Foundations Of Cognitive Science

Enactive Perception

Enactive perception is a reaction against the traditional view that the function of perception is to construct internal representations of the external world. Enactive perception, which is a view consistent with embodied cognitive science, argues instead that the role of perception is to access information in the world when it is needed. That is, perception is not a representational process, but is instead a sensorimotor skill (Noë, 2004, 2009).

Enactive perception can be viewed as a modernization of Gibson's (1966, 1979) ecological approach to perception. Gibson noted that "when the 'senses' are considered as active systems they are classified by modes of activity not by modes of conscious quality" (1966, p. 49). It can also be viewed as a psychological implication of adopting Brooks' (1999) view that it is unnecessary to create costly internal representations of the world when the world exists ready to be inspected. As a result, enactive perception is commonly used to illustrate embodied cognitive science's claim that the mind extends into the world.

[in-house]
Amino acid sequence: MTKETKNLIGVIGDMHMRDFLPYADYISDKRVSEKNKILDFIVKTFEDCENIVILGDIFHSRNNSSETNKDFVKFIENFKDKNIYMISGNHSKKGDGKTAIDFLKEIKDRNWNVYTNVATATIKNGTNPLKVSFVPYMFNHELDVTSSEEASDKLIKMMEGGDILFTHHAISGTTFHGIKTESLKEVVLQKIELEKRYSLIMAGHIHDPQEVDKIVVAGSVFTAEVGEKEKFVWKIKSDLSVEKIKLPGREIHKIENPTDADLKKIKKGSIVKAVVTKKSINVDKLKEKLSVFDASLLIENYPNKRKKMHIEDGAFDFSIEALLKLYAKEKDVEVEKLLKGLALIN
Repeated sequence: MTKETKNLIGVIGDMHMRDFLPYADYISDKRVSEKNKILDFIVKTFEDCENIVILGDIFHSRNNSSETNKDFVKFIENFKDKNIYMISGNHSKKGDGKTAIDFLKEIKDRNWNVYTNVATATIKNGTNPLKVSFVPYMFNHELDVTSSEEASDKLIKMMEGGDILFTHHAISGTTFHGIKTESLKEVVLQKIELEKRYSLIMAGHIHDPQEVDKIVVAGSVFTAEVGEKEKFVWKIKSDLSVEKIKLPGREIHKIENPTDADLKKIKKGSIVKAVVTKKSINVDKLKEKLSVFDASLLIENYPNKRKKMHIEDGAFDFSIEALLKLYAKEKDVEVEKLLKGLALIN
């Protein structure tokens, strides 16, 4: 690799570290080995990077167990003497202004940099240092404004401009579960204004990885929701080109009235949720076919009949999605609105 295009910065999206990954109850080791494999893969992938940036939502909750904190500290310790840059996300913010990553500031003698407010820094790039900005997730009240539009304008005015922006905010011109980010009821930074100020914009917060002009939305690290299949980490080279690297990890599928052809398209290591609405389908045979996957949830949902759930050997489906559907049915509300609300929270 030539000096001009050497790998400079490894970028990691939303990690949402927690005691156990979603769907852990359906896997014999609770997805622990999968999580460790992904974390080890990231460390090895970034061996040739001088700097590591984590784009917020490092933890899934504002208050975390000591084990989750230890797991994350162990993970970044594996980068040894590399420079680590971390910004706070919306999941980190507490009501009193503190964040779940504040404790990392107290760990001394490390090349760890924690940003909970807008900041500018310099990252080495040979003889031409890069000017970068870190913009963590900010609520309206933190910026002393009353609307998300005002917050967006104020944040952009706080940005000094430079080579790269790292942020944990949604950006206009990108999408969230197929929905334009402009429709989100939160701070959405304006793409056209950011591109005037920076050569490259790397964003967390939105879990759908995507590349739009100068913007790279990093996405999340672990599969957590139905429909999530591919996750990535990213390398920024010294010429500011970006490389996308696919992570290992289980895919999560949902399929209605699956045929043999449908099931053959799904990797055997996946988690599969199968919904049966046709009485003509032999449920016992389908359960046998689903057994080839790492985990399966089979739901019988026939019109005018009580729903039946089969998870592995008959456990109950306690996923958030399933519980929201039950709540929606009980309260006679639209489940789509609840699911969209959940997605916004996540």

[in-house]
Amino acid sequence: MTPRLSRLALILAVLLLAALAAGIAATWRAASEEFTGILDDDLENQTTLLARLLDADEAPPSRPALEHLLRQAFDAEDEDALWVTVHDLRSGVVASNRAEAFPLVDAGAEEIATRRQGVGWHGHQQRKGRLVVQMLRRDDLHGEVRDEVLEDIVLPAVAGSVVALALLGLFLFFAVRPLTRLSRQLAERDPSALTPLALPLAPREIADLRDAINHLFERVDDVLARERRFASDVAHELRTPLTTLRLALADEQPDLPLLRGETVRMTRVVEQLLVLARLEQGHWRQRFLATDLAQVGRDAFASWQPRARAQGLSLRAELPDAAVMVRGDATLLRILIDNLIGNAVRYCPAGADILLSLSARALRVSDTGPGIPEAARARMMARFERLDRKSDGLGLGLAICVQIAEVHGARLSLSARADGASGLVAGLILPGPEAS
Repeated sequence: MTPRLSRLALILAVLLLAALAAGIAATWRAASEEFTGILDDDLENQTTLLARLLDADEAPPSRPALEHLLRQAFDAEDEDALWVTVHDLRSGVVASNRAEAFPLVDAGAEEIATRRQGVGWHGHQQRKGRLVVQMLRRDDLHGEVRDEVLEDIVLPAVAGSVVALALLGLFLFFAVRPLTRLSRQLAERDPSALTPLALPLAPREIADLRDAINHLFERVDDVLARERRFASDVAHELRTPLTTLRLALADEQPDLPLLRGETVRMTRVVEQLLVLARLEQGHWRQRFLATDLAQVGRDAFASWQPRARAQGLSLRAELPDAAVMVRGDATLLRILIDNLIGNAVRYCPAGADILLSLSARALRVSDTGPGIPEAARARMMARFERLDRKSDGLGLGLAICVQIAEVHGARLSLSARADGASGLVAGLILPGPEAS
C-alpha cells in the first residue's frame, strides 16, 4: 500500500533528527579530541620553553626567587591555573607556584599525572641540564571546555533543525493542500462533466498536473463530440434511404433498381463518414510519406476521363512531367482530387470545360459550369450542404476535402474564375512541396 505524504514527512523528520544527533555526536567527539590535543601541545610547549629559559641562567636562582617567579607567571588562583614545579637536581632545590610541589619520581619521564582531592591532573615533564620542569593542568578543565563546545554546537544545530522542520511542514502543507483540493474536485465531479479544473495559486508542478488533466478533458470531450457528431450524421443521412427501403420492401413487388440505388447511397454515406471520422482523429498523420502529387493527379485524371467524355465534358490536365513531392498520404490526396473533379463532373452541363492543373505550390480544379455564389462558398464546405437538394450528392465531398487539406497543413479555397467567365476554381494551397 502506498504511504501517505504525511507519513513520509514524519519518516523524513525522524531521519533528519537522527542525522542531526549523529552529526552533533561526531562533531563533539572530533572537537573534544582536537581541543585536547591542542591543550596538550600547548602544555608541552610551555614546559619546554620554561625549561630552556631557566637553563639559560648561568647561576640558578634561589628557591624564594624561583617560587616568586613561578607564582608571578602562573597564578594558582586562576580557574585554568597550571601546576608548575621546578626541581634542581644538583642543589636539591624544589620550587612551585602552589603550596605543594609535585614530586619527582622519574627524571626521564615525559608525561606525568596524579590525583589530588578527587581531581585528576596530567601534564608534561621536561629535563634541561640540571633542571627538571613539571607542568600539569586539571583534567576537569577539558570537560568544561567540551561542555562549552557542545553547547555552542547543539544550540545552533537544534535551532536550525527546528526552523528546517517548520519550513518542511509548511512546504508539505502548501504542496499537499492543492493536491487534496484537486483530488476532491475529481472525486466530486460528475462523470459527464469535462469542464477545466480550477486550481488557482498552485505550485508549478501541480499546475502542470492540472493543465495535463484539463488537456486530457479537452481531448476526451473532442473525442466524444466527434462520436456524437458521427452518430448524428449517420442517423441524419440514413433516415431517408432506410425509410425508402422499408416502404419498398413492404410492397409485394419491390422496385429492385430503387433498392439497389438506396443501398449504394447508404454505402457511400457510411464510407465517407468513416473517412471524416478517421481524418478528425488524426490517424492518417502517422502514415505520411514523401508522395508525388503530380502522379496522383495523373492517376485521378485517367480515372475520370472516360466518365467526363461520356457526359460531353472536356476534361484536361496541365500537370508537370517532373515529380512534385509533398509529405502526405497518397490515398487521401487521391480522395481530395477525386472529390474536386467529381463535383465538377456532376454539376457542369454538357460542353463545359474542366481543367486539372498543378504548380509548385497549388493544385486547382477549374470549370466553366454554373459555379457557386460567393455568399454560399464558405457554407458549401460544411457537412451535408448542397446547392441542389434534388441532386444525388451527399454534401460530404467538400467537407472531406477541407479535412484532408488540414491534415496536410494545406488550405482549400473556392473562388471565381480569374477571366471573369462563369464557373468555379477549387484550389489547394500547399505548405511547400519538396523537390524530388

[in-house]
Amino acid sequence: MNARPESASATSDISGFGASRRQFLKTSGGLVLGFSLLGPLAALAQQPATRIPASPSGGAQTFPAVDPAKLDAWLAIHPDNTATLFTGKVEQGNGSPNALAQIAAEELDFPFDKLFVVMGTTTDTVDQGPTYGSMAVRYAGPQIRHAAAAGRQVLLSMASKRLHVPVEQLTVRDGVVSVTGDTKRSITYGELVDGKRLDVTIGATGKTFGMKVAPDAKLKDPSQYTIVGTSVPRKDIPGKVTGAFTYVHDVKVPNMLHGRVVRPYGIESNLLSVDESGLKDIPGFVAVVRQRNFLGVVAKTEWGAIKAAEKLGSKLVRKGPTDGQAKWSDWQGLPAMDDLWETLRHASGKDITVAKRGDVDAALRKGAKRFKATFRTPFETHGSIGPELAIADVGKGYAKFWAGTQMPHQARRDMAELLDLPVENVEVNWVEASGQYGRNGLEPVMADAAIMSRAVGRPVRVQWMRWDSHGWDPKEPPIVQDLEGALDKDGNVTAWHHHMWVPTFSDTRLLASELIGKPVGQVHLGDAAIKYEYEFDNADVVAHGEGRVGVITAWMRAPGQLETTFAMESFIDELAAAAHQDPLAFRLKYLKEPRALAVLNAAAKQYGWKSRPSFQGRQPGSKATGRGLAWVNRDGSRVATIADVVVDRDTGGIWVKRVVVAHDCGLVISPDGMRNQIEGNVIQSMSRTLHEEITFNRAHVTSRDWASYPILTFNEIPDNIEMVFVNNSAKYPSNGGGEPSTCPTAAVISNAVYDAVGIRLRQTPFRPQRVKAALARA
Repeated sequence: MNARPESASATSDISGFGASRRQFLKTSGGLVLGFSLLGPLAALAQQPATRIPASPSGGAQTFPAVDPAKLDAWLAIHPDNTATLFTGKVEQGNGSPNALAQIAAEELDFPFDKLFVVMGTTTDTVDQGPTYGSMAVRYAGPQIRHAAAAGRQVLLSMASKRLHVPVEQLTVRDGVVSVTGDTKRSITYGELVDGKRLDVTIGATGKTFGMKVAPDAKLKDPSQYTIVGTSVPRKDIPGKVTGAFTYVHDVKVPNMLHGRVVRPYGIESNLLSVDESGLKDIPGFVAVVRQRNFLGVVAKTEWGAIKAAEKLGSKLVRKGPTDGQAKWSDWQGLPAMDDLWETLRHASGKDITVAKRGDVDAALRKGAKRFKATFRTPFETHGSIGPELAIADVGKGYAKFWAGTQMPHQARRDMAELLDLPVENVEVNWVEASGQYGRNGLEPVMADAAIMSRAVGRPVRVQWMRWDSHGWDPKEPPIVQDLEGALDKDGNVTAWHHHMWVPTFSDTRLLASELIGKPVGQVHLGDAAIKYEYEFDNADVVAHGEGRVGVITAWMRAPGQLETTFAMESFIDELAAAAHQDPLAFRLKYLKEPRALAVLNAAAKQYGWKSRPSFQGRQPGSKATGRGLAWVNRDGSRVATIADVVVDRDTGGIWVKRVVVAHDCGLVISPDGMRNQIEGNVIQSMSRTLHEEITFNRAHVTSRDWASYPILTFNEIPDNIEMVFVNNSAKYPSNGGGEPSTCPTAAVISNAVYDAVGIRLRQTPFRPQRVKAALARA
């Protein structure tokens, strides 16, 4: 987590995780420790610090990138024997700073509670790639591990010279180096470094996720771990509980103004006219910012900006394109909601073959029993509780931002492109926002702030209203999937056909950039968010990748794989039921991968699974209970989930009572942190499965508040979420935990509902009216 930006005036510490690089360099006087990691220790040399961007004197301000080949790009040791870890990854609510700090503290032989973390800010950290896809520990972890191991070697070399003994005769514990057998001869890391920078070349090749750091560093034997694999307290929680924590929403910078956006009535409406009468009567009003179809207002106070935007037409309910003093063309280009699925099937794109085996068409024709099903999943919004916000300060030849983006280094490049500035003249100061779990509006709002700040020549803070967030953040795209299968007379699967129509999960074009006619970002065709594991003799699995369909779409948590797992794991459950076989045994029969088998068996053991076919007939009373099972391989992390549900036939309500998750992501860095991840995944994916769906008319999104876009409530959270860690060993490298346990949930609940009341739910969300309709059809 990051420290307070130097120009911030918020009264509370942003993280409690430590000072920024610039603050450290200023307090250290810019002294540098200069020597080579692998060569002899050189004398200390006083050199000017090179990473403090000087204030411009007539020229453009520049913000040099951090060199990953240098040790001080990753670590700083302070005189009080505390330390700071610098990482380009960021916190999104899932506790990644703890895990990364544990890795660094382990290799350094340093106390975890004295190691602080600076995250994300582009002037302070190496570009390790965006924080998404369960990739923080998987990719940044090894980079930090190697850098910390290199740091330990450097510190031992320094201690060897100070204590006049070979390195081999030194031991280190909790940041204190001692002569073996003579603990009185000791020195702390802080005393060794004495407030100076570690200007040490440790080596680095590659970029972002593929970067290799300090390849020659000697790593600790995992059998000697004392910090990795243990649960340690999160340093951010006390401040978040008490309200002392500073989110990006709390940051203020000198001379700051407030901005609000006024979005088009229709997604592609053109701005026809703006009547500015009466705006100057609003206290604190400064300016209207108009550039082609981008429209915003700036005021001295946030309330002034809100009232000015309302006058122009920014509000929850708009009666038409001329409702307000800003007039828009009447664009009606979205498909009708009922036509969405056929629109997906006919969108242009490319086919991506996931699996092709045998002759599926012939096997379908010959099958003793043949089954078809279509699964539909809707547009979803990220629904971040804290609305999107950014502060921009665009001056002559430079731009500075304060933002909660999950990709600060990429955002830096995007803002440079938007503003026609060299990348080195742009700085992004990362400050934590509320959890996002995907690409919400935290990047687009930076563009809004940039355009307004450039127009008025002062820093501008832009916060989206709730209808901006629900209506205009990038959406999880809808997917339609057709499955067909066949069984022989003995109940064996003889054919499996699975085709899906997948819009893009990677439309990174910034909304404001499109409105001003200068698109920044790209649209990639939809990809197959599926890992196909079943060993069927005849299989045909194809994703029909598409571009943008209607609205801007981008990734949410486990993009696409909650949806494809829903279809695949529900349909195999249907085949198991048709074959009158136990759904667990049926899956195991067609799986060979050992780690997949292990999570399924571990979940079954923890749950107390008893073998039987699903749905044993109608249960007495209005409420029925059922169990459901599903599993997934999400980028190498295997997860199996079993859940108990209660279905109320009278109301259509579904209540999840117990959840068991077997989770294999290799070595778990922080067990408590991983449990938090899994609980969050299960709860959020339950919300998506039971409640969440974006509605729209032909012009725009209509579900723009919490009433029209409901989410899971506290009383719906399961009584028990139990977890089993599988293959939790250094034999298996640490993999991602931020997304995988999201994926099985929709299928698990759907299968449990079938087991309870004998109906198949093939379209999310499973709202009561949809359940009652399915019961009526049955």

1. Brooks, R. A. (1999). Cambrian Intelligence: The Early History Of The New AI. Cambridge, MA: MIT Press.
  2. Gibson, J. J. (1966). The Senses Considered As Perceptual Systems. Boston, MA: Houghton Mifflin.
  3. Gibson, J. J. (1979). The Ecological Approach To Visual Perception. Boston, MA: Houghton Mifflin.
  4. Noë, A. (2004). Action In Perception. Cambridge, Mass.: MIT Press.
  5. Noë, A. (2009). Out of Our Heads. New York: Hill and Wang.

(Added November 2009)